Racial Innocence

Performing American Childhood from Slavery to Civil Rights

318 pages

54 illustrations

December, 2011

ISBN: 9780814787083



Also available in


Robin Bernstein is Associate Professor of African and African American Studies and Studies of Women, Gender, and Sexuality at Harvard University.  Her previous books include Cast Out: Queer Lives in Theater.

All books by Robin Bernstein

Winner, Outstanding Book Award, Association for Theatre in Higher Education

Winner, Grace Abbott Best Book Award, Society for the History of Children and Youth 

Winner, Book Award, Children's Literature Association

Winner, Lois P. Rudnick Book Prize, New England American Studies Association

Winner, IRSCL Award, International Research Society for Children's Literature

Runner-Up, John Hope Franklin Publication Prize, American Studies Association

Honorable Mention, Book Award, Society for the Study of American Women Writers

In Racial Innocence, Robin Bernstein argues that the concept of "childhood innocence" has been central to U.S. racial formation since the mid-nineteenth century. Children--white ones imbued with innocence, black ones excluded from it, and others of color erased by it--figured pivotally in sharply divergent racial agendas from slavery and abolition to antiblack violence and the early civil rights movement. 
Bernstein takes up a rich archive including books, toys, theatrical props, and domestic knickknacks which she analyzes as "scriptive things" that invite or prompt historically-located practices while allowing for resistance and social improvisation. Integrating performance studies with literary and visual analysis, Bernstein offers singular readings of theatrical productions from blackface minstrelsy to Uncle Tom's Cabin to The Wonderful Wizard of Oz literary works by Joel Chandler Harris, Harriet Wilson, and Frances Hodgson Burnett; material culture including Topsy pincushions, Uncle Tom and Little Eva handkerchiefs, and Raggedy Ann dolls; and visual texts ranging from fine portraiture to advertisements for lard substitute. Throughout, Bernstein shows how "innocence" gradually became the exclusive province of white children--until the Civil Rights Movement succeeded not only in legally desegregating public spaces, but in culturally desegregating the concept of childhood itself.
Check out the author's blog for the book here. 


  • "A historiographic tour de force . . .  Her rich archive and nuanced analysis will make this a classic book for theater historians and performance theorists."

    —The Outstanding Book Award prize committee, Association for Theatre in Higher Education

  • "It is original, theoretically challenging, and adds fundamentally new insights to the history of childhood."

    —Prize Committee, Grace Abbott Best Book Award, Society for the History of Childhood and Youth

  • "Racial Innocence is a brilliant, well-written, exciting and moving account of how slavery and racial discrimination have impacted children and childhood media in the USA for a long and decisive period.  The text deals with how seemingly "innocent" areas such as play raise racial issues in performative ways. The book offers an up to date theoretical framing and is thoughtprovoking on many levels. It has potential to influence research in children’s literature for a long time to come."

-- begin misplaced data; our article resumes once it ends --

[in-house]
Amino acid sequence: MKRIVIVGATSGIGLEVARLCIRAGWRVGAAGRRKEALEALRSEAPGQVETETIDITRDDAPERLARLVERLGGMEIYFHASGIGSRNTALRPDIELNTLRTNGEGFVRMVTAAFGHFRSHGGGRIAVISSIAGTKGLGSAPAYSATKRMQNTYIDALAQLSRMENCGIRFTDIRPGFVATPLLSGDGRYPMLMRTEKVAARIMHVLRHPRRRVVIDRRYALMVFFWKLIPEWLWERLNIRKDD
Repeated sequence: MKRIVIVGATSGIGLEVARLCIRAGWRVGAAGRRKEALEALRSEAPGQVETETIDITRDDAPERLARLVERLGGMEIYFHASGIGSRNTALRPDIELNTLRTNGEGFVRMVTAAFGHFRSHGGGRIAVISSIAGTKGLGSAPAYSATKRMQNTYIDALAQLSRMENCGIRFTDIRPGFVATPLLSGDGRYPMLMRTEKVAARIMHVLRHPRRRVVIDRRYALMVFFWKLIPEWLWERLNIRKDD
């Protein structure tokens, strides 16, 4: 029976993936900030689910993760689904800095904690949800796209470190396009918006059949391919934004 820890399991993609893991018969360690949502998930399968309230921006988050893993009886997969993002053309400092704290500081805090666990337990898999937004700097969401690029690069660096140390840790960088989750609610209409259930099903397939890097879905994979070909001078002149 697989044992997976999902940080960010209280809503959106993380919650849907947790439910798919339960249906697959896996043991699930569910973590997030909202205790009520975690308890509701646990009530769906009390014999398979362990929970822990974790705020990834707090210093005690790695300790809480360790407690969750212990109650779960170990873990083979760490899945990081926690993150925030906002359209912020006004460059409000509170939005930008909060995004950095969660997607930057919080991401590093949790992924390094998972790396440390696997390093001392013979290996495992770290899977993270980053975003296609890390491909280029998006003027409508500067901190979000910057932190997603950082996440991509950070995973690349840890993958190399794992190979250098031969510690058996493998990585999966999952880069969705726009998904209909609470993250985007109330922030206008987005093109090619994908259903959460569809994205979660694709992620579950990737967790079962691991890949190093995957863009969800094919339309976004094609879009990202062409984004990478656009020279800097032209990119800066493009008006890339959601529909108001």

—IRSCL Award Committee, International Research Society for Children's Literature

  • "Richly researched, inspiring in its analysis of archival material, and impressive in its deft ability to traverse disciplinary borders, including childhood studies, performance studies, literary studies, and American history. . . . Poignant. . . Bernstein’s superb text hauntingly prompts the reader to consider where invocations of childhood are being used in contemporary US racial formation. At a time when black childhood performances have been front and center in American media discourse—for example, the circulating images of Trayvon Martin that were used to simultaneously evidence both the teenage innocent and the future-adult-thug—Racial Innocence requires the contemporary reader to resist feigning "holy obliviousness" to the ways in which racial arguments can be cloaked in children and their toys."

    —Amma Ghartey-Tagoe Kootin, TDR: The Drama Review

  • "One of those rare books that shifts the paradigm--a book that, in years to come, will be recognized as a landmark in children's literature and childhood studies . . . This is not one of those scholarly books that offer a thesis and then proceed to pummel the reader into submission by piling example on top of example. Instead, it develops a certain line of argument, and then turns, moving in a different direction, developing this new direction fully before changing tack once more. Structuring the argument this way makes for a much more interesting reading experience . . . [F]ew scholars can write a sentence like Bernstein can: packed with insight, theoretically sophisticated, and yet lucid--even, at times, lyrical..."

    —Philip Nel, Children's Literature

  • "Groundbreaking . . . radical."

    —Lisa Merrill, Theatre Annual